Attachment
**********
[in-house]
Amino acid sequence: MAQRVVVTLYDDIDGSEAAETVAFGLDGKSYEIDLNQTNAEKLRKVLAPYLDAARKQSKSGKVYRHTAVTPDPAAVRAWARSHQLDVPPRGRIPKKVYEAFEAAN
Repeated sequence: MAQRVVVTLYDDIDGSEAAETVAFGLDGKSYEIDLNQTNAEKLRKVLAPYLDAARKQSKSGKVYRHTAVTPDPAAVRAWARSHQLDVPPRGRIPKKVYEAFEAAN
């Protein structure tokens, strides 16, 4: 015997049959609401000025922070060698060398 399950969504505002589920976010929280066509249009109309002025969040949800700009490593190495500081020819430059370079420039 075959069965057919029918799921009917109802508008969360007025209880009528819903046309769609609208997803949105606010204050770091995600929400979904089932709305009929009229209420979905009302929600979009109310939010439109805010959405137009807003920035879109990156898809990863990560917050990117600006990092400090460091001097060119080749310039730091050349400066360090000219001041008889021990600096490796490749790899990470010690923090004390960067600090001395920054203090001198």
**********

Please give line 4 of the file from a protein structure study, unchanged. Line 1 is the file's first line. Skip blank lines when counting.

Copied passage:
């Protein structure tokens, strides 16, 4: 015997049959609401000025922070060698060398 399950969504505002589920976010929280066509249009109309002025969040949800700009490593190495500081020819430059370079420039 075959069965057919029918799921009917109802508008969360007025209880009528819903046309769609609208997803949105606010204050770091995600929400979904089932709305009929009229209420979905009302929600979009109310939010439109805010959405137009807003920035879109990156898809990863990560917050990117600006990092400090460091001097060119080749310039730091050349400066360090000219001041008889021990600096490796490749790899990470010690923090004390960067600090001395920054203090001198």